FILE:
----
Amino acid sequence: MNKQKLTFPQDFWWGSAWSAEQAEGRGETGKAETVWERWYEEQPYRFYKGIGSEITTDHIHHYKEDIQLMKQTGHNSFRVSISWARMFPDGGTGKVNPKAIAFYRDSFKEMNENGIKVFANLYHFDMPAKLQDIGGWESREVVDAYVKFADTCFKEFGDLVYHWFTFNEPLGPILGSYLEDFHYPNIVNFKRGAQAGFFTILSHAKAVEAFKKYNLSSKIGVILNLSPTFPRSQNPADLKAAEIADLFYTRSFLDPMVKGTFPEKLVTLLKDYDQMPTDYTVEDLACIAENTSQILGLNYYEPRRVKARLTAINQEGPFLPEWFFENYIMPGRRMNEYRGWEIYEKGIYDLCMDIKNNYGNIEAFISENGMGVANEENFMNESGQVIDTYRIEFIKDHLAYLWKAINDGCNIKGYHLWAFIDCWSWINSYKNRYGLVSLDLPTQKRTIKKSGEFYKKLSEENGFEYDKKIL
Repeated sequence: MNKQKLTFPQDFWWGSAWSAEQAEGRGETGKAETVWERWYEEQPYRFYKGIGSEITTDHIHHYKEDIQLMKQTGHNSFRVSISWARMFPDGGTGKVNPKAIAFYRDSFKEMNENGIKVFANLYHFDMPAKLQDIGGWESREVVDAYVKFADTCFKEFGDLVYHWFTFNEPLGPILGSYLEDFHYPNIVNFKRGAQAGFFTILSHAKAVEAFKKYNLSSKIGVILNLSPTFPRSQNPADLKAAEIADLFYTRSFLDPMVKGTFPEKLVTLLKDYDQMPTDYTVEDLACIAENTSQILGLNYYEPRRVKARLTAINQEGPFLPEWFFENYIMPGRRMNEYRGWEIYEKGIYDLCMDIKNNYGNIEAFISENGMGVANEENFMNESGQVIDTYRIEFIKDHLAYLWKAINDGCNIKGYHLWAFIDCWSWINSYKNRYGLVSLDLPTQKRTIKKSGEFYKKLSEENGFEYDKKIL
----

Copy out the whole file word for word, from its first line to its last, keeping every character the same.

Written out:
Amino acid sequence: MNKQKLTFPQDFWWGSAWSAEQAEGRGETGKAETVWERWYEEQPYRFYKGIGSEITTDHIHHYKEDIQLMKQTGHNSFRVSISWARMFPDGGTGKVNPKAIAFYRDSFKEMNENGIKVFANLYHFDMPAKLQDIGGWESREVVDAYVKFADTCFKEFGDLVYHWFTFNEPLGPILGSYLEDFHYPNIVNFKRGAQAGFFTILSHAKAVEAFKKYNLSSKIGVILNLSPTFPRSQNPADLKAAEIADLFYTRSFLDPMVKGTFPEKLVTLLKDYDQMPTDYTVEDLACIAENTSQILGLNYYEPRRVKARLTAINQEGPFLPEWFFENYIMPGRRMNEYRGWEIYEKGIYDLCMDIKNNYGNIEAFISENGMGVANEENFMNESGQVIDTYRIEFIKDHLAYLWKAINDGCNIKGYHLWAFIDCWSWINSYKNRYGLVSLDLPTQKRTIKKSGEFYKKLSEENGFEYDKKIL
Repeated sequence: MNKQKLTFPQDFWWGSAWSAEQAEGRGETGKAETVWERWYEEQPYRFYKGIGSEITTDHIHHYKEDIQLMKQTGHNSFRVSISWARMFPDGGTGKVNPKAIAFYRDSFKEMNENGIKVFANLYHFDMPAKLQDIGGWESREVVDAYVKFADTCFKEFGDLVYHWFTFNEPLGPILGSYLEDFHYPNIVNFKRGAQAGFFTILSHAKAVEAFKKYNLSSKIGVILNLSPTFPRSQNPADLKAAEIADLFYTRSFLDPMVKGTFPEKLVTLLKDYDQMPTDYTVEDLACIAENTSQILGLNYYEPRRVKARLTAINQEGPFLPEWFFENYIMPGRRMNEYRGWEIYEKGIYDLCMDIKNNYGNIEAFISENGMGVANEENFMNESGQVIDTYRIEFIKDHLAYLWKAINDGCNIKGYHLWAFIDCWSWINSYKNRYGLVSLDLPTQKRTIKKSGEFYKKLSEENGFEYDKKIL